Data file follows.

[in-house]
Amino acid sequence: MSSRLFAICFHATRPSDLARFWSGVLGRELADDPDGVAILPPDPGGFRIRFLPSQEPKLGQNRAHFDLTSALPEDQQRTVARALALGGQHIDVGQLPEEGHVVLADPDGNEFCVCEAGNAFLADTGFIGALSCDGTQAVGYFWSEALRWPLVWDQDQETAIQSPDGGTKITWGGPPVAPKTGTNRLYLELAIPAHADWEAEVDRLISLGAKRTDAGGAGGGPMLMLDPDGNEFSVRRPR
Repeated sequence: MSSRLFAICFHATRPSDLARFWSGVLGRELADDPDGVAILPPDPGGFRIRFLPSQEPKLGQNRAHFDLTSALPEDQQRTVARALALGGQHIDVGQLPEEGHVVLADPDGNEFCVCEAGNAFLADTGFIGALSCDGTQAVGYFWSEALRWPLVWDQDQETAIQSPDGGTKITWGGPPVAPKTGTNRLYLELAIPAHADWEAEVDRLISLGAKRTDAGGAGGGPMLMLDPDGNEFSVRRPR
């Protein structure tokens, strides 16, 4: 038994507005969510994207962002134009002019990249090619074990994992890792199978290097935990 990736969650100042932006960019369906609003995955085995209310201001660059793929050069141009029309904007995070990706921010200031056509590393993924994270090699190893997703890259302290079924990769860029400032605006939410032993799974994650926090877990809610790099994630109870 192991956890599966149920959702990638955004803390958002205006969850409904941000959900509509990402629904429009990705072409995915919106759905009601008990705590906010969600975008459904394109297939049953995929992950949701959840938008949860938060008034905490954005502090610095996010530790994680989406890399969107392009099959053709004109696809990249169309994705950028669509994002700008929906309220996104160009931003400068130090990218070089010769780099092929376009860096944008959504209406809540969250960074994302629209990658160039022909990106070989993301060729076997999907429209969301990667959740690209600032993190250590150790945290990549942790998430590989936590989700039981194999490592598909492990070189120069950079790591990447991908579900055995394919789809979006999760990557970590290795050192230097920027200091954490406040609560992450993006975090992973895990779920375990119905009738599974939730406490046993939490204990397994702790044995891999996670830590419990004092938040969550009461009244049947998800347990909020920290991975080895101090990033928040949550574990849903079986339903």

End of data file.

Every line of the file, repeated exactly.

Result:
[in-house]
Amino acid sequence: MSSRLFAICFHATRPSDLARFWSGVLGRELADDPDGVAILPPDPGGFRIRFLPSQEPKLGQNRAHFDLTSALPEDQQRTVARALALGGQHIDVGQLPEEGHVVLADPDGNEFCVCEAGNAFLADTGFIGALSCDGTQAVGYFWSEALRWPLVWDQDQETAIQSPDGGTKITWGGPPVAPKTGTNRLYLELAIPAHADWEAEVDRLISLGAKRTDAGGAGGGPMLMLDPDGNEFSVRRPR
Repeated sequence: MSSRLFAICFHATRPSDLARFWSGVLGRELADDPDGVAILPPDPGGFRIRFLPSQEPKLGQNRAHFDLTSALPEDQQRTVARALALGGQHIDVGQLPEEGHVVLADPDGNEFCVCEAGNAFLADTGFIGALSCDGTQAVGYFWSEALRWPLVWDQDQETAIQSPDGGTKITWGGPPVAPKTGTNRLYLELAIPAHADWEAEVDRLISLGAKRTDAGGAGGGPMLMLDPDGNEFSVRRPR
């Protein structure tokens, strides 16, 4: 038994507005969510994207962002134009002019990249090619074990994992890792199978290097935990 990736969650100042932006960019369906609003995955085995209310201001660059793929050069141009029309904007995070990706921010200031056509590393993924994270090699190893997703890259302290079924990769860029400032605006939410032993799974994650926090877990809610790099994630109870 192991956890599966149920959702990638955004803390958002205006969850409904941000959900509509990402629904429009990705072409995915919106759905009601008990705590906010969600975008459904394109297939049953995929992950949701959840938008949860938060008034905490954005502090610095996010530790994680989406890399969107392009099959053709004109696809990249169309994705950028669509994002700008929906309220996104160009931003400068130090990218070089010769780099092929376009860096944008959504209406809540969250960074994302629209990658160039022909990106070989993301060729076997999907429209969301990667959740690209600032993190250590150790945290990549942790998430590989936590989700039981194999490592598909492990070189120069950079790591990447991908579900055995394919789809979006999760990557970590290795050192230097920027200091954490406040609560992450993006975090992973895990779920375990119905009738599974939730406490046993939490204990397994702790044995891999996670830590419990004092938040969550009461009244049947998800347990909020920290991975080895101090990033928040949550574990849903079986339903």